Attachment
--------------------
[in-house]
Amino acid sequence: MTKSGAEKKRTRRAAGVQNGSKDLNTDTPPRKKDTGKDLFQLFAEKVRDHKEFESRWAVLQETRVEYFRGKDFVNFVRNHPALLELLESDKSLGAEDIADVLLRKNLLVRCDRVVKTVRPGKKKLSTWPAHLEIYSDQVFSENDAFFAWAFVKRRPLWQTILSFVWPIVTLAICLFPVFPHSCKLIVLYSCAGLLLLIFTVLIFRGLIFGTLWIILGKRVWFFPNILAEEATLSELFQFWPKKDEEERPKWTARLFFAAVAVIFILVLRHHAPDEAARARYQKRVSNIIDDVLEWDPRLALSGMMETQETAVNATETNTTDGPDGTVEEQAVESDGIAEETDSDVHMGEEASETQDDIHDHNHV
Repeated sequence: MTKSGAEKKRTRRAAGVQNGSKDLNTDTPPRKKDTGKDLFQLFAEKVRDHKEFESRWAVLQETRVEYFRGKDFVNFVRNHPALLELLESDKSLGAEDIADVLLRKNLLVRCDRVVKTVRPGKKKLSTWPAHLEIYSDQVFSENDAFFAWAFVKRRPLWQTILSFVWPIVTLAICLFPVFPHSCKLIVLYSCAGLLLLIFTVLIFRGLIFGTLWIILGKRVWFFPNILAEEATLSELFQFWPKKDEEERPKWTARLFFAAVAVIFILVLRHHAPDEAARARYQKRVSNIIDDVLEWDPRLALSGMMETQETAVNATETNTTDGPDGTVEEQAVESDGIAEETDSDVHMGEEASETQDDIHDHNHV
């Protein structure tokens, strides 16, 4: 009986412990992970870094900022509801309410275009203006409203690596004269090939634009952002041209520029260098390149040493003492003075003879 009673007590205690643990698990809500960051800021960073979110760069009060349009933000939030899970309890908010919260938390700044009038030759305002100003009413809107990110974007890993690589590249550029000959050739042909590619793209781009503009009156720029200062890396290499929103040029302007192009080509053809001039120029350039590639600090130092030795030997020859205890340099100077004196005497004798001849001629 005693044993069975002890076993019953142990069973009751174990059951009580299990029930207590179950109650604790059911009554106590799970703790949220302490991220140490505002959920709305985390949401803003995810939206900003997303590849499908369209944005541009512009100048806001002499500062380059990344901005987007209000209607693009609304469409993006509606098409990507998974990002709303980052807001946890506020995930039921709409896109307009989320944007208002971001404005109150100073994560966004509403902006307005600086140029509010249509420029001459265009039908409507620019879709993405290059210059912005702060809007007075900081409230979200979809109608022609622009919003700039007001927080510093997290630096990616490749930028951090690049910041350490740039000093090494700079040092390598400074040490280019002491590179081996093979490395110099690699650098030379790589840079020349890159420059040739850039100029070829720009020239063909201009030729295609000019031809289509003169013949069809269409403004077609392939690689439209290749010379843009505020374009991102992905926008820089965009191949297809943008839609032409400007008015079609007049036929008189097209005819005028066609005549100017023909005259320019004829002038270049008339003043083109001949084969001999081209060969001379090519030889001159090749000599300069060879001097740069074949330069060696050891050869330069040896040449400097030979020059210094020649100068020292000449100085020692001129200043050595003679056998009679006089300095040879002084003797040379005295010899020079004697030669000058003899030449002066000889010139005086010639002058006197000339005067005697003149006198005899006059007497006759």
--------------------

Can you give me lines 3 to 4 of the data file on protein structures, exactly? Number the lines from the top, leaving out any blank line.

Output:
Repeated sequence: MTKSGAEKKRTRRAAGVQNGSKDLNTDTPPRKKDTGKDLFQLFAEKVRDHKEFESRWAVLQETRVEYFRGKDFVNFVRNHPALLELLESDKSLGAEDIADVLLRKNLLVRCDRVVKTVRPGKKKLSTWPAHLEIYSDQVFSENDAFFAWAFVKRRPLWQTILSFVWPIVTLAICLFPVFPHSCKLIVLYSCAGLLLLIFTVLIFRGLIFGTLWIILGKRVWFFPNILAEEATLSELFQFWPKKDEEERPKWTARLFFAAVAVIFILVLRHHAPDEAARARYQKRVSNIIDDVLEWDPRLALSGMMETQETAVNATETNTTDGPDGTVEEQAVESDGIAEETDSDVHMGEEASETQDDIHDHNHV
């Protein structure tokens, strides 16, 4: 009986412990992970870094900022509801309410275009203006409203690596004269090939634009952002041209520029260098390149040493003492003075003879 009673007590205690643990698990809500960051800021960073979110760069009060349009933000939030899970309890908010919260938390700044009038030759305002100003009413809107990110974007890993690589590249550029000959050739042909590619793209781009503009009156720029200062890396290499929103040029302007192009080509053809001039120029350039590639600090130092030795030997020859205890340099100077004196005497004798001849001629 005693044993069975002890076993019953142990069973009751174990059951009580299990029930207590179950109650604790059911009554106590799970703790949220302490991220140490505002959920709305985390949401803003995810939206900003997303590849499908369209944005541009512009100048806001002499500062380059990344901005987007209000209607693009609304469409993006509606098409990507998974990002709303980052807001946890506020995930039921709409896109307009989320944007208002971001404005109150100073994560966004509403902006307005600086140029509010249509420029001459265009039908409507620019879709993405290059210059912005702060809007007075900081409230979200979809109608022609622009919003700039007001927080510093997290630096990616490749930028951090690049910041350490740039000093090494700079040092390598400074040490280019002491590179081996093979490395110099690699650098030379790589840079020349890159420059040739850039100029070829720009020239063909201009030729295609000019031809289509003169013949069809269409403004077609392939690689439209290749010379843009505020374009991102992905926008820089965009191949297809943008839609032409400007008015079609007049036929008189097209005819005028066609005549100017023909005259320019004829002038270049008339003043083109001949084969001999081209060969001379090519030889001159090749000599300069060879001097740069074949330069060696050891050869330069040896040449400097030979020059210094020649100068020292000449100085020692001129200043050595003679056998009679006089300095040879002084003797040379005295010899020079004697030669000058003899030449002066000889010139005086010639002058006197000339005067005697003149006198005899006059007497006759």